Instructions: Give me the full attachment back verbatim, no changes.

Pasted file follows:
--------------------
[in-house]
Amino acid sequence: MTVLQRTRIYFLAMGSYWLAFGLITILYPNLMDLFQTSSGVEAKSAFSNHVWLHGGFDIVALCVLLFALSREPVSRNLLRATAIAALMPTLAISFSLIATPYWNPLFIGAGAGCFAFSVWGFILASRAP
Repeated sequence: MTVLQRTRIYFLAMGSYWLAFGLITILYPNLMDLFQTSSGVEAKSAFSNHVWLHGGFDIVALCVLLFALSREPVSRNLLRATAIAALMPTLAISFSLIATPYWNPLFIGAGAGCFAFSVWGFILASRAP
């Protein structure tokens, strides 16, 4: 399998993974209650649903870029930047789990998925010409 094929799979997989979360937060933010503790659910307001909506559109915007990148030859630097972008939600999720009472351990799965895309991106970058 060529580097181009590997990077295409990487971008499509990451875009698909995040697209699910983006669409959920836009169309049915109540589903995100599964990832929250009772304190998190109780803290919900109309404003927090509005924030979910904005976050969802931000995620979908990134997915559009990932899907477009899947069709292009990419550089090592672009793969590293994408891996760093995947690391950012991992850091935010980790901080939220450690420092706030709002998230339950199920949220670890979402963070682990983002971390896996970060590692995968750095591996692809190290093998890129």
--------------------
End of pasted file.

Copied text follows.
[in-house]
Amino acid sequence: MTVLQRTRIYFLAMGSYWLAFGLITILYPNLMDLFQTSSGVEAKSAFSNHVWLHGGFDIVALCVLLFALSREPVSRNLLRATAIAALMPTLAISFSLIATPYWNPLFIGAGAGCFAFSVWGFILASRAP
Repeated sequence: MTVLQRTRIYFLAMGSYWLAFGLITILYPNLMDLFQTSSGVEAKSAFSNHVWLHGGFDIVALCVLLFALSREPVSRNLLRATAIAALMPTLAISFSLIATPYWNPLFIGAGAGCFAFSVWGFILASRAP
């Protein structure tokens, strides 16, 4: 399998993974209650649903870029930047789990998925010409 094929799979997989979360937060933010503790659910307001909506559109915007990148030859630097972008939600999720009472351990799965895309991106970058 060529580097181009590997990077295409990487971008499509990451875009698909995040697209699910983006669409959920836009169309049915109540589903995100599964990832929250009772304190998190109780803290919900109309404003927090509005924030979910904005976050969802931000995620979908990134997915559009990932899907477009899947069709292009990419550089090592672009793969590293994408891996760093995947690391950012991992850091935010980790901080939220450690420092706030709002998230339950199920949220670890979402963070682990983002971390896996970060590692995968750095591996692809190290093998890129």